The Milwaukee Area Youth Lacrosse Association encompasses about 1,500 boys and girls players in grades 3-8, and schedules over 900 games during its spring season. It’s the point of entry with the sport of lacrosse for most Milwaukee-area kids.

“In our area, we see lacrosse education as one of our main priorities,” said Emily Anderson, current president of the Milwaukee Area Youth Lacrosse Association (MAYLA) and a board member since 2011. “We’re still about growing the game in Southeast Wisconsin, so we are educators.”

“Our devotion to helping kids fall in love with this game is what carries them as they progress to travel teams, high school, and hopefully beyond,” Anderson added.

One of MAYLA’s most visible initiatives, designed to further enhance the love of the game, is its annual end-of-season event in early June. Called the LAXtravaganza, it’s a two-day festival and celebration of lacrosse featuring all of the league’s teams and 162 games in less than 48 hours.

“It’s like a tournament, but there are no standings, because we want it to be all about fun,” Anderson said.

As the sport grows in Wisconsin, Anderson notes that more club and travel programs are emerging. Most times, however, there is no real conflict between MAYLA and the select programs. She estimates that less than 10-percent of MAYLA’s participants double up.

“We have to recognize the importance of each other and respect the other’s mission, but we each provide a different service to kids and parents,” Anderson said.

That doesn’t mean there aren’t challenges. Player retention, for one, is always an issue that has the potential to cause trickle-down problems.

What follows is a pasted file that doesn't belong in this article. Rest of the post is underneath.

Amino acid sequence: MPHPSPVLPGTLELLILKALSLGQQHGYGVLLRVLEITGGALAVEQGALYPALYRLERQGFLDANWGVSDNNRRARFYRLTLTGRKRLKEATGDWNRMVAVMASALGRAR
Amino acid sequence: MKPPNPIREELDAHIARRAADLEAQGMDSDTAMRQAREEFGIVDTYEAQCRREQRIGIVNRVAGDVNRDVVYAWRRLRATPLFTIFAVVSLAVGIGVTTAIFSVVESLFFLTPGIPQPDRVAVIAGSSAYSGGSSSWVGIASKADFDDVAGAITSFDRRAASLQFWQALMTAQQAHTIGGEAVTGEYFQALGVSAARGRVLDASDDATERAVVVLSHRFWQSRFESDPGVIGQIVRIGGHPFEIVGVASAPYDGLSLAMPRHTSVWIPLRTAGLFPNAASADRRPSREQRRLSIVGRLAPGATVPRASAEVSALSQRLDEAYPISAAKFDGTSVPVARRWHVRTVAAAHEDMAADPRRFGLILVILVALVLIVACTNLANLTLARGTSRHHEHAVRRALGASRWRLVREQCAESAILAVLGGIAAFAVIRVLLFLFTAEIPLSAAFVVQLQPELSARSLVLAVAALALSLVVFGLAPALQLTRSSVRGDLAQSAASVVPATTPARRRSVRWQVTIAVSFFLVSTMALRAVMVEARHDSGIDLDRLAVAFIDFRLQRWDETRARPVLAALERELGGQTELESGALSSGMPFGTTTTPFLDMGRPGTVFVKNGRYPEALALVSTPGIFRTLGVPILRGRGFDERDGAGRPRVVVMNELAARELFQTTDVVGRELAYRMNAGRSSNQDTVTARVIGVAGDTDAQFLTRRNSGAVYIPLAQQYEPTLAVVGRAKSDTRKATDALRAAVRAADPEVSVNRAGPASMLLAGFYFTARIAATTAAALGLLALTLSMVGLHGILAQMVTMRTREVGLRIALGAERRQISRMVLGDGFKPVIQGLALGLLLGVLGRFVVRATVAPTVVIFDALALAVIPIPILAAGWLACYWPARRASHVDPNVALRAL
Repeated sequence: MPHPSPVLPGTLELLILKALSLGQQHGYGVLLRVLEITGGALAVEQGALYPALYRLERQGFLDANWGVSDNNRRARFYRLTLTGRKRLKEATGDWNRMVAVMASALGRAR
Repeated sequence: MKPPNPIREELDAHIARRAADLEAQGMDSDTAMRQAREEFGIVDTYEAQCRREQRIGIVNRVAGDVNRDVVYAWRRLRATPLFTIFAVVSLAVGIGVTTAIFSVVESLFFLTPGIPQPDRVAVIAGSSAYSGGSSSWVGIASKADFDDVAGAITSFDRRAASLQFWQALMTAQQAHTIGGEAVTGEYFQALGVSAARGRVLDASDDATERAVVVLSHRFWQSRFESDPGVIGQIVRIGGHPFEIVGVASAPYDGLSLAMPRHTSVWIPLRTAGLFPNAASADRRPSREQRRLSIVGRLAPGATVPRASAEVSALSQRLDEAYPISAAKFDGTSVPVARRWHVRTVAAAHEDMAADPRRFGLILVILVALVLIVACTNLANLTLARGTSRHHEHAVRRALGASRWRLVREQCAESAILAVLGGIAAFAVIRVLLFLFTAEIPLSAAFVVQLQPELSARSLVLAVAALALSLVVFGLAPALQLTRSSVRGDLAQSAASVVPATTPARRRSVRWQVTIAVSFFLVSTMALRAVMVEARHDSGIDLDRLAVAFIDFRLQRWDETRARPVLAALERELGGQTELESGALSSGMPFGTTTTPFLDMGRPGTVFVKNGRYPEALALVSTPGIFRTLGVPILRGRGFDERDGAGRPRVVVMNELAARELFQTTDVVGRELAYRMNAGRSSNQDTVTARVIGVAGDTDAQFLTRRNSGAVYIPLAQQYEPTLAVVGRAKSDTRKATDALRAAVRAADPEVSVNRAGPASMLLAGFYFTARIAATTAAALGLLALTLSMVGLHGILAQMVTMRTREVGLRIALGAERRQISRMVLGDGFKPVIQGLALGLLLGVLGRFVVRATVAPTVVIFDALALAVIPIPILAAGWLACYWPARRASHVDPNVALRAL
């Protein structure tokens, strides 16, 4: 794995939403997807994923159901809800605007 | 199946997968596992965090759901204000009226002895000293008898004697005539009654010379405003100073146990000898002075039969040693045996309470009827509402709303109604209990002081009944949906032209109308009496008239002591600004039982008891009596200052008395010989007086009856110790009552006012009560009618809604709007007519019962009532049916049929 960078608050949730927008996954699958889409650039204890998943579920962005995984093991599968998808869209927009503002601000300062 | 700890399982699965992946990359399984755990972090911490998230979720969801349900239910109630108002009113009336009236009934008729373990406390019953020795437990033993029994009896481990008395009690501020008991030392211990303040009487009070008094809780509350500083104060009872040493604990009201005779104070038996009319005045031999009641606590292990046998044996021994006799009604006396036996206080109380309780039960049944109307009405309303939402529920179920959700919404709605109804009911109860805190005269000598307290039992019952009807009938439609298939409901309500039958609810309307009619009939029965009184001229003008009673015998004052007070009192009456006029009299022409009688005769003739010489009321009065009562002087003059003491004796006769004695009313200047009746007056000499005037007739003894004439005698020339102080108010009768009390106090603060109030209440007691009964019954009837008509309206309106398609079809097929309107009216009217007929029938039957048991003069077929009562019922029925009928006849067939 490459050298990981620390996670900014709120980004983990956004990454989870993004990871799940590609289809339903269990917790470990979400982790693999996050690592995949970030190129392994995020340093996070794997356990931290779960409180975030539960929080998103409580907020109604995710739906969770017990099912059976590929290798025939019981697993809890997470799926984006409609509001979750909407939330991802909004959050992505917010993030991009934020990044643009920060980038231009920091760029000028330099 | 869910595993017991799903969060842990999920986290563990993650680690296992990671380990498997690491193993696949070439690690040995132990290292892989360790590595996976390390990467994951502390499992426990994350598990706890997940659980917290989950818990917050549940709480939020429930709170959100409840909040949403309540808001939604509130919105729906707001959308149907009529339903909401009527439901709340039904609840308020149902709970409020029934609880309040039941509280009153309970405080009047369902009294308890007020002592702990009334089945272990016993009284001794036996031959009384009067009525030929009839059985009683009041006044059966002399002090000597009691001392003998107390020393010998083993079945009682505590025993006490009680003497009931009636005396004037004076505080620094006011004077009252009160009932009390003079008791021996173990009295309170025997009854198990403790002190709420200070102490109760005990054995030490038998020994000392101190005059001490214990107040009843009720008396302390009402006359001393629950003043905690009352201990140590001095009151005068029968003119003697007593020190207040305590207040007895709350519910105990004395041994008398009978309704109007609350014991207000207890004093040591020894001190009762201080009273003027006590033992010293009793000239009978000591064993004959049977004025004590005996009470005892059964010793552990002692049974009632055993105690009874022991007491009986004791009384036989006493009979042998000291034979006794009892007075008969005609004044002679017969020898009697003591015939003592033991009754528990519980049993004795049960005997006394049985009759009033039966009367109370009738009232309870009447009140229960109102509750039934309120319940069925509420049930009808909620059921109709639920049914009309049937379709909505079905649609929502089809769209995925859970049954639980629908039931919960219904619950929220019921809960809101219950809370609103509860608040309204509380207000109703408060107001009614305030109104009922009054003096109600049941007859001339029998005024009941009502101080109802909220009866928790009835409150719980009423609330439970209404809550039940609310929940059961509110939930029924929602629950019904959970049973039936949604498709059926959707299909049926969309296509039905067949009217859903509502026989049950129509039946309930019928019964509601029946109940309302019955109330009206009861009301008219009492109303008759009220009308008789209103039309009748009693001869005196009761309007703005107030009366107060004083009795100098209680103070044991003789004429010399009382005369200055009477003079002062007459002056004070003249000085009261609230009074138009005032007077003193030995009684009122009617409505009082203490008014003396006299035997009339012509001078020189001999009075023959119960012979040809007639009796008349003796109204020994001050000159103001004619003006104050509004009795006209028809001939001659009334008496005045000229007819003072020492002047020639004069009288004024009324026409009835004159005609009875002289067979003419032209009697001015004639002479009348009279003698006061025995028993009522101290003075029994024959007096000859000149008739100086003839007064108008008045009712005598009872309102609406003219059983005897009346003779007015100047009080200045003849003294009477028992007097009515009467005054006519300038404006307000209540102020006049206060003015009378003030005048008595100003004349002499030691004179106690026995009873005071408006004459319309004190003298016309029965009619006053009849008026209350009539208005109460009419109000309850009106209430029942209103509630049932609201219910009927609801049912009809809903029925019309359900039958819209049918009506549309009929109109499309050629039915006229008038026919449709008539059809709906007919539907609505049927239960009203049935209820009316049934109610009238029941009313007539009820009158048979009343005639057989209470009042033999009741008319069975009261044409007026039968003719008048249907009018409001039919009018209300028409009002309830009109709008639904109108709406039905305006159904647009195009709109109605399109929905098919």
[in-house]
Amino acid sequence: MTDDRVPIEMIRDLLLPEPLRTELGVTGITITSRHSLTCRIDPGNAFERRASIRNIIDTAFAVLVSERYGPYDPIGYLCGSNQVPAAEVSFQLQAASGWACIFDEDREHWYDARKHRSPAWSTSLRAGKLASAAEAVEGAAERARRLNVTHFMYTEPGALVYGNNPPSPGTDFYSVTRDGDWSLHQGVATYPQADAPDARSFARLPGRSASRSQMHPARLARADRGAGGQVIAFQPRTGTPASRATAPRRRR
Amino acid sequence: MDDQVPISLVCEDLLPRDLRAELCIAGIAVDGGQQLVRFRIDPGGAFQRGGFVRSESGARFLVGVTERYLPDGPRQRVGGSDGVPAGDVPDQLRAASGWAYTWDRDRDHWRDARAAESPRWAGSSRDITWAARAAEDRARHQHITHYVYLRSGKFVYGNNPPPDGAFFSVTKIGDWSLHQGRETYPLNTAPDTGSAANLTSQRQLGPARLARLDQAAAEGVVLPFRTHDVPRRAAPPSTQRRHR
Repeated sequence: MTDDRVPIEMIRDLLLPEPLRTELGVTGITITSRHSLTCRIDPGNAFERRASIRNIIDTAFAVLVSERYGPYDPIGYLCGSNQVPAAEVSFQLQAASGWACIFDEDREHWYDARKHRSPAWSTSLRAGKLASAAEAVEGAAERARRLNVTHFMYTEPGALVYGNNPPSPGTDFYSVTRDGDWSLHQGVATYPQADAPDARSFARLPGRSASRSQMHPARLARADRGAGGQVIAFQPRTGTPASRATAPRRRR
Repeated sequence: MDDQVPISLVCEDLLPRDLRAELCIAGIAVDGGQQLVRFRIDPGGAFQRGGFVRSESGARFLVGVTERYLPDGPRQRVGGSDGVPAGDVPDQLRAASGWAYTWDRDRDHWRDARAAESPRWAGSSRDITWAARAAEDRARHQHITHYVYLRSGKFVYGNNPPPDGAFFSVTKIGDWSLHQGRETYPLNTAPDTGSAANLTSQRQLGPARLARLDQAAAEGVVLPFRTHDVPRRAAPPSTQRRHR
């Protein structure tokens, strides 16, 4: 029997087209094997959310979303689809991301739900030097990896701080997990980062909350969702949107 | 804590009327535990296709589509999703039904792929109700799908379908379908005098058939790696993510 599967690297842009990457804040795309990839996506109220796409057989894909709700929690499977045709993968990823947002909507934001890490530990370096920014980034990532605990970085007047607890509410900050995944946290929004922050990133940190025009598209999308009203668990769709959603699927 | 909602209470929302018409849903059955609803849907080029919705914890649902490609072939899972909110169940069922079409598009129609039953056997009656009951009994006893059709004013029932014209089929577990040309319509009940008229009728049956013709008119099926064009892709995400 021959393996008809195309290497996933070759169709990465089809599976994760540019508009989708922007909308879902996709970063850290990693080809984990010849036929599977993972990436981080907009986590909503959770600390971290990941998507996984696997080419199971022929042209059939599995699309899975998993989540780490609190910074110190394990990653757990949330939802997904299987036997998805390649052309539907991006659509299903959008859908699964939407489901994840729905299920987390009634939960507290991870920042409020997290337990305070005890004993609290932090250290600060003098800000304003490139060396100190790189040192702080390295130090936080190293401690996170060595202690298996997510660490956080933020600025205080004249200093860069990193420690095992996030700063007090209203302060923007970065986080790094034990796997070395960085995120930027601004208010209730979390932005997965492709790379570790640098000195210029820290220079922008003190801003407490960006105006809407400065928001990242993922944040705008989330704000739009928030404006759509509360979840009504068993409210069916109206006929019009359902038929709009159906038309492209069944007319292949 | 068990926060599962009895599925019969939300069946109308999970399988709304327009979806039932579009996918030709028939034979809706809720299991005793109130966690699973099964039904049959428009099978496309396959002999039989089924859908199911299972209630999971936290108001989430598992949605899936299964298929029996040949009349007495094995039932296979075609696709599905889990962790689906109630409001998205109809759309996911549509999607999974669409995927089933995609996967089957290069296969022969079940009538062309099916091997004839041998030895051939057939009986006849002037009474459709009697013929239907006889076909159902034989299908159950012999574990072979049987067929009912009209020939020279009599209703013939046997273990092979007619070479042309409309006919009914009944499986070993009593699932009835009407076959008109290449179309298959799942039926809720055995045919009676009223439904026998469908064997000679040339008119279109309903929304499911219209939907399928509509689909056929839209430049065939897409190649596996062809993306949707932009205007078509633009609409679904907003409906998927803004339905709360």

While MAYLA asks all of its programs to submit a declaration form in September, teams that withdraw at the 11th hour due to enrollment ignite a scheduling scramble for the league’s organizers.

“Some teams struggle with their participation and registration from year-to-year,” Anderson said. “Having teams pull out at the last minute is a challenge.”

It’s an issue that is leading MAYLA to consider some changes for the future.

MAYLA’s board has discussed adopting the Lacrosse Athlete Development Model, a US Lacrosse initiative reimagining how to introduce new participants to the sport, the principles of which might allow for smaller teams also to join the league. MAYLA also would like to host a TryLax clinic in the fall.

“We try to take all the tools and resources that US Lacrosse provides and apply them as well as we can to our situation,” Anderson said. “US Lacrosse has provided us with the tools to become a great league.”

One of MAYLA’s unique offerings comes through its partnership with the Missouri Institute of Positive Coaching. Serving as a complement to the Positive Coaching Alliance (PCA), MAYLA’s relationship with the Missouri Institute allows the league to offer all of its coaches access to additional online training. The institute is an extension of the University of Missouri’s College of Education.

“We’re very happy with this partnership and many of our coaches benefit from the online training,” Anderson said. “To our knowledge, we’re the only youth lacrosse association in the country that provides these resources.”